By Heather Lavoie
Essential workers have been working throughout the pandemic. On Monday, we will celebrate Labor Day, a day dedicated to workers. While the holiday is a nice sentiment, it raises the question: Are we honoring workers the other 364 days of the year?
This year has brought into sharp focus important issues, like which workers are essential and how are they valued for the work that they do. Child care workers are one example of essential workers who have been asked to continue working throughout the pandemic. What working parents, especially working moms, have known for years became increasingly clear during this public health crisis: Child care is critical to our economy and our society’s well-being as a whole.
It is a sad irony that a day meant to pay tribute to workers can actually hurt those working minimum wage paying jobs. For the child care workers living paycheck to paycheck, having an unpaid day off to “honor their contributions” could actually result in further financial strain on them due to that lost day of wages. Although child care workers have and will always be essential, they are incredibly undercompensated for their important work.
When asked to assess the value put on workers and their contributions to our society, it is fair to use their wages and benefits as a measure. The demographics of child care workers tell a predictable story because they are predominantly women and people of color; this industry and its workforce are chronically undervalued. When the cost of living in Hawaiʻi is accounted for, child care workers here have the lowest median adjusted wage in the country in their industry at $7.94 an hour. The average annual income for child care workers in Hawaiʻi is $21,210. It is unconscionable that our critical workers are paid poverty wages to care for children. Child care workers have been asked to jeopardize their health and safety and that of their family for the sake of our community, and they have bravely done so for the past six months. These workers deserve to be paid a living wage to care for and nurture keiki, one of the most important jobs there is.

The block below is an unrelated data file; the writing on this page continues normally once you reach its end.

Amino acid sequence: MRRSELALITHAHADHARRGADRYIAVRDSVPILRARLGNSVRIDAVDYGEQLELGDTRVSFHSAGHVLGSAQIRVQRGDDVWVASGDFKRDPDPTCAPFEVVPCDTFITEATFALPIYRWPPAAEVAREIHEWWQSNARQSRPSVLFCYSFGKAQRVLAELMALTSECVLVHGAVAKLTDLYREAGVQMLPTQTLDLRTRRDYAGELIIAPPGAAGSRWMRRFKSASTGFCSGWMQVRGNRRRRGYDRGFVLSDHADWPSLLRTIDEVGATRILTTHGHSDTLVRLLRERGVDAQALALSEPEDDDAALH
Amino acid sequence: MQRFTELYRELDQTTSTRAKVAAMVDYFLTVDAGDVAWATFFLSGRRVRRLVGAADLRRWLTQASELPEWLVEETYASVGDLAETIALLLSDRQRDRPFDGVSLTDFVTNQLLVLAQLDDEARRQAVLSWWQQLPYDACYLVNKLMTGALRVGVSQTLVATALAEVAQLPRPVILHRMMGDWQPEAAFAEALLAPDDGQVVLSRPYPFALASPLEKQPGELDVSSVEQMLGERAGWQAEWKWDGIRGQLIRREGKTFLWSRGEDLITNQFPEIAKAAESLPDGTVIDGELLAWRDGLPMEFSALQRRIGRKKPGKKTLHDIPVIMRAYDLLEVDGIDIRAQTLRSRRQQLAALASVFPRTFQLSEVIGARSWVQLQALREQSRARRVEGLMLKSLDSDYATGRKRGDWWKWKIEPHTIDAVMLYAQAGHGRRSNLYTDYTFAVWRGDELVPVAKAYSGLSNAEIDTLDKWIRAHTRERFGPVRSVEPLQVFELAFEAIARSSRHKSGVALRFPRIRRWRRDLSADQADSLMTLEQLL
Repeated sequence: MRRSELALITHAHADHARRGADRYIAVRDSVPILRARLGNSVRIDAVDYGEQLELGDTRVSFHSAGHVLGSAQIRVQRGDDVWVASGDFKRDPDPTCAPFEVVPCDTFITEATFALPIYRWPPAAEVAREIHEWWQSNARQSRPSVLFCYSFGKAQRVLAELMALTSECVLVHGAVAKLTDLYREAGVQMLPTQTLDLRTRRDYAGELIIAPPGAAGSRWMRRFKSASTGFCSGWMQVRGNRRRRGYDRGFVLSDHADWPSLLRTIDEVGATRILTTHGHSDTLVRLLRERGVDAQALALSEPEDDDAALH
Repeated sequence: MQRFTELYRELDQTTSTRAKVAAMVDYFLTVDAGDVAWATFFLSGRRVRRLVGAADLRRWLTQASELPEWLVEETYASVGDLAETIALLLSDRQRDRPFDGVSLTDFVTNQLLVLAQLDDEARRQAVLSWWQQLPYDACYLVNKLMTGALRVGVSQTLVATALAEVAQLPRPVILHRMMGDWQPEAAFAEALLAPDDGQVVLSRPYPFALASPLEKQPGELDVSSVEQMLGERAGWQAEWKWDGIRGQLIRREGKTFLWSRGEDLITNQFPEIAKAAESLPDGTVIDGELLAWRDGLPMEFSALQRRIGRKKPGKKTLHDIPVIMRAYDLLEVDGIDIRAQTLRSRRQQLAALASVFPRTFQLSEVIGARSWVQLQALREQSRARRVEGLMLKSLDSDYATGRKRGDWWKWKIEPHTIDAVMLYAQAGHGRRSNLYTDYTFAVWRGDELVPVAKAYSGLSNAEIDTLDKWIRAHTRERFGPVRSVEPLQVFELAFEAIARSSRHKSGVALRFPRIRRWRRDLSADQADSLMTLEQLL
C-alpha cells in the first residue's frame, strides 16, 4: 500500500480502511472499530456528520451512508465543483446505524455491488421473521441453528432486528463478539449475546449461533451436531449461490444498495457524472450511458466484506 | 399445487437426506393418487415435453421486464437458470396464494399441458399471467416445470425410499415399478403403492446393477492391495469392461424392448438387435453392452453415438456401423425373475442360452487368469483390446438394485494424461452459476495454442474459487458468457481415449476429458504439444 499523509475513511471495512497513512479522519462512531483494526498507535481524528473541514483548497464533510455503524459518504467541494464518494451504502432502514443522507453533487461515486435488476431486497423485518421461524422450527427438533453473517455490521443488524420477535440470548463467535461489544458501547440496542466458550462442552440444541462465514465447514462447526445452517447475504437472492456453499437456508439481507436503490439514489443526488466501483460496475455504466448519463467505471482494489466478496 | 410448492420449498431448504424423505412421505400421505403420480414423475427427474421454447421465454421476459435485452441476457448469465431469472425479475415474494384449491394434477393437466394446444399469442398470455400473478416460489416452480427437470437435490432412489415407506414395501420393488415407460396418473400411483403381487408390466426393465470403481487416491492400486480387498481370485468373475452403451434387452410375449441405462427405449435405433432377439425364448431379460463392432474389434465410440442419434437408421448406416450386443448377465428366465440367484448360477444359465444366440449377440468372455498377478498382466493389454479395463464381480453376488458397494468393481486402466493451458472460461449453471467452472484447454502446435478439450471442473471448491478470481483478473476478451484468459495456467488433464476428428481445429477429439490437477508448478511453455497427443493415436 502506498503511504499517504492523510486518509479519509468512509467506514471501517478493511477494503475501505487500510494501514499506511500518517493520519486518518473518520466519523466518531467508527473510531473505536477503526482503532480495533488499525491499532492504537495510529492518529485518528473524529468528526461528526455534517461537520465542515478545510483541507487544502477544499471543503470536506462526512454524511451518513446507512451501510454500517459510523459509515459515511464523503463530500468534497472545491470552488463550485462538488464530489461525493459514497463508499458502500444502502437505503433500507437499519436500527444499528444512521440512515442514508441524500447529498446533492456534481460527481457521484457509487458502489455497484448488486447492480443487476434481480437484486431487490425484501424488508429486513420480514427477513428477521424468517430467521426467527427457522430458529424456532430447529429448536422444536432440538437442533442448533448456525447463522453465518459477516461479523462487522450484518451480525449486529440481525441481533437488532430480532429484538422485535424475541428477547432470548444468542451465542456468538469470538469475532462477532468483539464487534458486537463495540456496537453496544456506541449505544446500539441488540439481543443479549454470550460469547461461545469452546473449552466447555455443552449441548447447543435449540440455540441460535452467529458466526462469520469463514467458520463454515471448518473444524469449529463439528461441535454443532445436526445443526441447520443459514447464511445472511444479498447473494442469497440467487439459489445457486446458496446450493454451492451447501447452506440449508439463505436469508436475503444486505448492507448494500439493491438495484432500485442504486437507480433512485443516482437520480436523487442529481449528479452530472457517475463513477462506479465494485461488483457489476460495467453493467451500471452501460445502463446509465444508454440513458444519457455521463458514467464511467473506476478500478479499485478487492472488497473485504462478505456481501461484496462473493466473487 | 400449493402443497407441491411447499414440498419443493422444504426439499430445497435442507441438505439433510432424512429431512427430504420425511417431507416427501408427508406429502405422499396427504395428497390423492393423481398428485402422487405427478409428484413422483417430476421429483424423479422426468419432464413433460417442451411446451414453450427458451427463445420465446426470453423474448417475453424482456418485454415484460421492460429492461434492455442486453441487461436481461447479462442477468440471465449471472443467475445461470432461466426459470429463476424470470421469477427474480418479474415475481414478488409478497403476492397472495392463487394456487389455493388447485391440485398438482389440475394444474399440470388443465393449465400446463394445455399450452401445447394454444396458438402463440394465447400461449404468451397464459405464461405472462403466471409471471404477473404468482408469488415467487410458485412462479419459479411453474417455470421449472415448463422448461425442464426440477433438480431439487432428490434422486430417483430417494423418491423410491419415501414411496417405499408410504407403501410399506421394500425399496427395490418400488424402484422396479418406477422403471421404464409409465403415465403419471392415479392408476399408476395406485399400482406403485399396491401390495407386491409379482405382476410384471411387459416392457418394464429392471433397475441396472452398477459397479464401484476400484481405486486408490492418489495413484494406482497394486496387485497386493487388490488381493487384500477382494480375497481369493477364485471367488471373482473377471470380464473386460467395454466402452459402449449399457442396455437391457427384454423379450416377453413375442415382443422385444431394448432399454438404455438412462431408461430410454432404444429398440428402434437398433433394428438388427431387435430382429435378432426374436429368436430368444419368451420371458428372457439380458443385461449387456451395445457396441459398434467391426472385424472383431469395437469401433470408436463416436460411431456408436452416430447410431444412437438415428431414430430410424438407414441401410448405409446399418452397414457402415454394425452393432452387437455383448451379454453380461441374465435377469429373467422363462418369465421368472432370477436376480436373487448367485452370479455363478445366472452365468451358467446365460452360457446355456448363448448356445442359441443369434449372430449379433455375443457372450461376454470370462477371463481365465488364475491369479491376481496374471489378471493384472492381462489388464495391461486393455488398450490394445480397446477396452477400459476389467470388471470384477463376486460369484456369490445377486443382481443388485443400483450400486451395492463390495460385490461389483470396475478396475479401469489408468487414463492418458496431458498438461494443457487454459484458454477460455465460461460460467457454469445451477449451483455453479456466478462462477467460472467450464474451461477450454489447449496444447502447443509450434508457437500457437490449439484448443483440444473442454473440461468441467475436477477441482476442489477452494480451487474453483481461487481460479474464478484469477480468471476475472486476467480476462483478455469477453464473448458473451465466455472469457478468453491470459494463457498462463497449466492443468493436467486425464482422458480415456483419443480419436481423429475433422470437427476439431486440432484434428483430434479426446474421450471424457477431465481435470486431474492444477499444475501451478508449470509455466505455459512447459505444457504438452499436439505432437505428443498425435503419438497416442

Child care workers' contributions to our society sustains its functionality for everyone. While many do not associate the economy with child care, this workforce is truly the heart of the economy. Many families cannot return to work without child care. Many schools opted not to go back in person or do a hybrid option due to the public health concerns of reopening. With many children doing virtual learning in lieu of going to school in person, the need for child care has only grown. Unfortunately, child care was already scarce prior to the pandemic and the public health crisis has only exacerbated this trend, with many providers being forced to close due to financial hardship.
Frontline workers deserve more than applause; they deserve an economy where they matter. Instead of giving them a day off to relax just once a year, what if we compensate workers for their worth and indispensability all 365 days of the year? Child care has now been thrust into the limelight as arguably the most important industry for the economy. This moment requires a paradigm shift in the way child care is structured and the way those that deliver it are treated. There will not be an economic recovery without child care. Child care workers are continuing to support families while simultaneously struggling to afford their most basic needs. It is time that the industry and its workers are properly funded, compensated and valued. Although this year, there won’t be street parades or parties to celebrate Labor Day, perhaps this is the better way to celebrate the American worker.